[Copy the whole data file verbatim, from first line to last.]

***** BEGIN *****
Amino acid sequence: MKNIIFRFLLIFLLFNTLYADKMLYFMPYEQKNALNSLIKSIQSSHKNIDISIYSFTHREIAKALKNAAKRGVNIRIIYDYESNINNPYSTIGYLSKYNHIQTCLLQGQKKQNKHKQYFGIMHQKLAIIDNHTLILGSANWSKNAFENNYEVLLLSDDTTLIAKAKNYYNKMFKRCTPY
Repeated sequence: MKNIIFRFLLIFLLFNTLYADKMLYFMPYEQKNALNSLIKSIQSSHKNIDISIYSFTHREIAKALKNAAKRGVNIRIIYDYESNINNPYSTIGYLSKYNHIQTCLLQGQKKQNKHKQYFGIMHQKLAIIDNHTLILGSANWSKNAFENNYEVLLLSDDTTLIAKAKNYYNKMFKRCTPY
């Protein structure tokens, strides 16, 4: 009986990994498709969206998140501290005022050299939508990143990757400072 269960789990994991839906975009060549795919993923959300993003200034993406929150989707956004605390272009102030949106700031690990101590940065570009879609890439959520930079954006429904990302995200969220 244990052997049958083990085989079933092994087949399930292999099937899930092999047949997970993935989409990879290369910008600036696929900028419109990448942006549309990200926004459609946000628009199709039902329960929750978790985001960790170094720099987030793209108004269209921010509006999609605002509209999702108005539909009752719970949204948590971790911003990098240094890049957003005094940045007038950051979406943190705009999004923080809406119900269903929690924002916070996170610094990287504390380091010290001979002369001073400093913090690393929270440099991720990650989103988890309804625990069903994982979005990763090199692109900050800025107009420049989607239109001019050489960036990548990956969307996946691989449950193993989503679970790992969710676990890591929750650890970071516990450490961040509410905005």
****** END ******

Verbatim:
Amino acid sequence: MKNIIFRFLLIFLLFNTLYADKMLYFMPYEQKNALNSLIKSIQSSHKNIDISIYSFTHREIAKALKNAAKRGVNIRIIYDYESNINNPYSTIGYLSKYNHIQTCLLQGQKKQNKHKQYFGIMHQKLAIIDNHTLILGSANWSKNAFENNYEVLLLSDDTTLIAKAKNYYNKMFKRCTPY
Repeated sequence: MKNIIFRFLLIFLLFNTLYADKMLYFMPYEQKNALNSLIKSIQSSHKNIDISIYSFTHREIAKALKNAAKRGVNIRIIYDYESNINNPYSTIGYLSKYNHIQTCLLQGQKKQNKHKQYFGIMHQKLAIIDNHTLILGSANWSKNAFENNYEVLLLSDDTTLIAKAKNYYNKMFKRCTPY
């Protein structure tokens, strides 16, 4: 009986990994498709969206998140501290005022050299939508990143990757400072 269960789990994991839906975009060549795919993923959300993003200034993406929150989707956004605390272009102030949106700031690990101590940065570009879609890439959520930079954006429904990302995200969220 244990052997049958083990085989079933092994087949399930292999099937899930092999047949997970993935989409990879290369910008600036696929900028419109990448942006549309990200926004459609946000628009199709039902329960929750978790985001960790170094720099987030793209108004269209921010509006999609605002509209999702108005539909009752719970949204948590971790911003990098240094890049957003005094940045007038950051979406943190705009999004923080809406119900269903929690924002916070996170610094990287504390380091010290001979002369001073400093913090690393929270440099991720990650989103988890309804625990069903994982979005990763090199692109900050800025107009420049989607239109001019050489960036990548990956969307996946691989449950193993989503679970790992969710676990890591929750650890970071516990450490961040509410905005």